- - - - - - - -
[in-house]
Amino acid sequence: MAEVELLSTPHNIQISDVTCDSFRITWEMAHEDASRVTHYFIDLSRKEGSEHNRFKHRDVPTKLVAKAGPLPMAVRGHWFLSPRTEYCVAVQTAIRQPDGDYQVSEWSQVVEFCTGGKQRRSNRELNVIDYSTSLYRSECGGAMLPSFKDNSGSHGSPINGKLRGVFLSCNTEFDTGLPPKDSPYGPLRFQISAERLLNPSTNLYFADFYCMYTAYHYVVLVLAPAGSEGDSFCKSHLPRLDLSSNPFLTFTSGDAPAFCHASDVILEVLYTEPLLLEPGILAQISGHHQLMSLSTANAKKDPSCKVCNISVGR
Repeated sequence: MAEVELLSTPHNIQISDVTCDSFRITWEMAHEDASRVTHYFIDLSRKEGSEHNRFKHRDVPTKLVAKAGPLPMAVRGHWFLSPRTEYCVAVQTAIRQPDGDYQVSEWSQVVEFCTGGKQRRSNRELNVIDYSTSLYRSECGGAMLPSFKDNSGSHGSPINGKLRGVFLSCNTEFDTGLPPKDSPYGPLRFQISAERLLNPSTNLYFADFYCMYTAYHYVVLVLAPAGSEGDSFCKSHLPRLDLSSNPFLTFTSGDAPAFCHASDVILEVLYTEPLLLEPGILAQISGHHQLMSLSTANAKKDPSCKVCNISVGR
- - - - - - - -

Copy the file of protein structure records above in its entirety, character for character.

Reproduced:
[in-house]
Amino acid sequence: MAEVELLSTPHNIQISDVTCDSFRITWEMAHEDASRVTHYFIDLSRKEGSEHNRFKHRDVPTKLVAKAGPLPMAVRGHWFLSPRTEYCVAVQTAIRQPDGDYQVSEWSQVVEFCTGGKQRRSNRELNVIDYSTSLYRSECGGAMLPSFKDNSGSHGSPINGKLRGVFLSCNTEFDTGLPPKDSPYGPLRFQISAERLLNPSTNLYFADFYCMYTAYHYVVLVLAPAGSEGDSFCKSHLPRLDLSSNPFLTFTSGDAPAFCHASDVILEVLYTEPLLLEPGILAQISGHHQLMSLSTANAKKDPSCKVCNISVGR
Repeated sequence: MAEVELLSTPHNIQISDVTCDSFRITWEMAHEDASRVTHYFIDLSRKEGSEHNRFKHRDVPTKLVAKAGPLPMAVRGHWFLSPRTEYCVAVQTAIRQPDGDYQVSEWSQVVEFCTGGKQRRSNRELNVIDYSTSLYRSECGGAMLPSFKDNSGSHGSPINGKLRGVFLSCNTEFDTGLPPKDSPYGPLRFQISAERLLNPSTNLYFADFYCMYTAYHYVVLVLAPAGSEGDSFCKSHLPRLDLSSNPFLTFTSGDAPAFCHASDVILEVLYTEPLLLEPGILAQISGHHQLMSLSTANAKKDPSCKVCNISVGR